As a communication professional, you can do a number of things in anticipation of organization-wide policy to facilitate hybrid working. Below I describe 5 initiatives, each of which is meaningful in its own right and can also provide the impetus for a broader hybrid work strategy.


1. Show leadership

We start, how could it be otherwise, with leaders. According to AT&T’s recent Future of Work survey  , there is a huge gap between leaders and their people when it comes to hybrid work: 86% of the latter group would like to work hybrid, while 64% of their leaders want everyone back in the office.

Many communicators are close to leaders and can thus do missionary work. Show them that they can bond with their people from a distance too. Internal social channels, sucespecially suitable for this. Organize JAM, challenge or Ask-Me-Anything sessions with leaders. But make sure you are well prepared and direct. Help leaders perk of others ( Spotlighting ).

Leaders in dialogue

Social channels are ideal for leaders to engage with the entire organization. For example, you can organize these 3 types of sessions:

JAM – 2-3 pre-prepared questions from a leader on a specific theme within a set time, usually an hour. Everyone is invited and can respond. Both questions and answers are in text form. The leader does not have to respond to individual contributions. Gives a lot of energy.
Challenge – like a JAM session, but asynchronously: for example, participants have a week to respond. Less dynamic than a JAM.
Ask-Me-Anything – the reverse of a JAM session: participants can ask anything from a leader within an hour. Impossible to answer every question.

Whichever form you choose, make sure you are well prepared and coordinated. Afterwards, feed the collected ideas and opinions back to the participants and show that you are doing something with them!

To get leaders involved, it is important to link these activities to the strategic narratives of the organization, such as the marketing strategy, product development or a change process. An example from our consultancy practice: with the CEO of a well-known online travel company, we organized a Challenge on their internal social platform Workplace for about 15,000 employees. She suspected that many of them were unaware that the company’s mission was to use technology to reduce friction during the travel process. That is why she asked employees what frictions they experienced while travelling. After the Challenge, 80% of the employees knew the mission, but 5 product ideas had also emerged. Various local solutions to existing problems were also picked up by other business units.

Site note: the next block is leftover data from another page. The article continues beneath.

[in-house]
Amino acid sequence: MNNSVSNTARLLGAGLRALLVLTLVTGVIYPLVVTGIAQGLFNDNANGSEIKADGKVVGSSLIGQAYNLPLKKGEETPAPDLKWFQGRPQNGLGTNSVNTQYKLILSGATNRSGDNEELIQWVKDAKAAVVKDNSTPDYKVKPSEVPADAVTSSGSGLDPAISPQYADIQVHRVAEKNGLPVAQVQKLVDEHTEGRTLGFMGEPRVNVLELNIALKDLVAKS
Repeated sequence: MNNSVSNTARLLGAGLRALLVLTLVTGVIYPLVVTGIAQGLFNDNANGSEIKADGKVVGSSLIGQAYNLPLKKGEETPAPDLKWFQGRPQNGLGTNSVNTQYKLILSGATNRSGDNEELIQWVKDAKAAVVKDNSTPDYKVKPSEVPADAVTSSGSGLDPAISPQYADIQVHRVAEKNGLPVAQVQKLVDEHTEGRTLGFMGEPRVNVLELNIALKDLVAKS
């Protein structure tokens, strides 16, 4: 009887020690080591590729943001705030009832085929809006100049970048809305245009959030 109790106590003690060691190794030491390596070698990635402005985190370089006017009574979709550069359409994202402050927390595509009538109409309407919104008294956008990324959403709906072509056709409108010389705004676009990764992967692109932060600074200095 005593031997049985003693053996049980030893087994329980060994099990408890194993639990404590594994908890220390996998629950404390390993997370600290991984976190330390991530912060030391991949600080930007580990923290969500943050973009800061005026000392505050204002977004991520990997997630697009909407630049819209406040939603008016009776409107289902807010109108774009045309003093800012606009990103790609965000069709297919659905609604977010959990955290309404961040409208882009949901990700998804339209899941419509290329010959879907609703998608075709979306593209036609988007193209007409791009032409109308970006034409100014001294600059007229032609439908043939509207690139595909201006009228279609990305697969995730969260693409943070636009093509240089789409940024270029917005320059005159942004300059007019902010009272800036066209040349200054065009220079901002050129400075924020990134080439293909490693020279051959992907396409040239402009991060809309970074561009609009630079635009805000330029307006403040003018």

The same CEO is also a great champion of equal rights for women. Once, when she had an appointment with Neelie Kroes, she asked the entire company for topics of discussion on Workplace. Afterwards VP Safety Email List she also extensively reported on her conversation with Kroes.

Chief and VP of Safety Email Lists

Leaders must therefore adapt in a hybrid setting. Communication professionals would also do well to examine their own working methods. Of course you have an important role in providing the organization with information, but far too often it remains with sending. In the new hybrid, digital work environment, pressing the publish button is not the end of your work, but the beginning.

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